Many mobile devices automatically sync with cloud storage so you can access your photos, contacts, and calendars from anywhere. Be selective about which of those things you really need and opt instead to sync things manually. Turn off auto-sync on anything that may give access to sensitive data. Many people aren't even aware that the Find My iPhone feature on iPhones and iPads is regularly syncing your data and your location with the cloud. That's great for finding a lost phone, but not always the best choice for securing the data on your devices.
If you don't want to disable that automatic syncing altogether, you can also manually delete photos or other data from the cloud, but they may still float around on some cloud servers for a while before they're really gone.
While disabling the auto-sync may work to keep some data off the Internet, you should also work to protect what's there and what's on your servers by ensuring your devices — whether desktop PCs, laptops, tablets, or mobile phones — are regularly updated with automated security updates.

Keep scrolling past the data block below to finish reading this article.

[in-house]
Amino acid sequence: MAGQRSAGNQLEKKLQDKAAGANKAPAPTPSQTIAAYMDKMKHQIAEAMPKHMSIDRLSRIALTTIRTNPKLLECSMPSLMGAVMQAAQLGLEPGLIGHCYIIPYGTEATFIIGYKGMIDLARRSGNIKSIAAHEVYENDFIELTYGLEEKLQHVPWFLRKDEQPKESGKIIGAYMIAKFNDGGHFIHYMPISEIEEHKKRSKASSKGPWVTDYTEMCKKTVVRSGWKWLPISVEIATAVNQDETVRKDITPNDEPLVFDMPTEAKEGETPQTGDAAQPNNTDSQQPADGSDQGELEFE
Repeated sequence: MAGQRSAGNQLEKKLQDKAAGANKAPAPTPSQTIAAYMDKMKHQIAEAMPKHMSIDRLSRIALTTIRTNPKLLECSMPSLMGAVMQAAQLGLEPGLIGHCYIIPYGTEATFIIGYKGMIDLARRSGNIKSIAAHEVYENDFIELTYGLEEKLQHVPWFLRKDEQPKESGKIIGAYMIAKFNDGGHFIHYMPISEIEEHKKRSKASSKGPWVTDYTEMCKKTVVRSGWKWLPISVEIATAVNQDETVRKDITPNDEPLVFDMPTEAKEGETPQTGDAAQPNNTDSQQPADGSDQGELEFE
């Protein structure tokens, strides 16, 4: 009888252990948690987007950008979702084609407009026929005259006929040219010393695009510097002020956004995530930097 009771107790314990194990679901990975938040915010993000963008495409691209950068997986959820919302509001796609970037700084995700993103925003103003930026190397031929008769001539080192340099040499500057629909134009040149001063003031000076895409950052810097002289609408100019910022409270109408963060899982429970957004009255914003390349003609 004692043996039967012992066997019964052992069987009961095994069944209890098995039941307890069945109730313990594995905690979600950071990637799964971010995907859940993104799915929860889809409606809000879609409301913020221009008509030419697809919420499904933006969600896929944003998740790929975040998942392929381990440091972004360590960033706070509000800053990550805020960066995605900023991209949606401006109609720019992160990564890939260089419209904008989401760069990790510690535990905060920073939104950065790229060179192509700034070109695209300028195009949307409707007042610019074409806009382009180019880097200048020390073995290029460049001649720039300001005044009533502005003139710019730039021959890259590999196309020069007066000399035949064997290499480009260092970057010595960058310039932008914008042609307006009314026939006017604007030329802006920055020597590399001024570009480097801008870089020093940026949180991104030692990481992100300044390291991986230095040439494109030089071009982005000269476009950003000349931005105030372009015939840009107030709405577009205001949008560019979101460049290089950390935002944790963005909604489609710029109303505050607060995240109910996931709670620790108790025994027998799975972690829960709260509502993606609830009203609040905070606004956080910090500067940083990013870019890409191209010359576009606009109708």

You won't need to feel guilty for ignoring those little "update available" pop-ups on your screen if you simply set your security updates and patches to update automatically. Most operating systems, applications, and mobile apps will allow you to set updates to automatic, so with a little time spent on the settings on your devices or looking on search engines, you can automate a task that will help you stay more secure.
Do you have tips on staying safe online? Log in to share them in the comments.
Becky Wiegand is the Webinar Program Manager at TechSoup.org @bajeckabean on Twitter
This work is published under a Creative Commons Attribution-NonCommercial-NoDerivs 4.0 International License.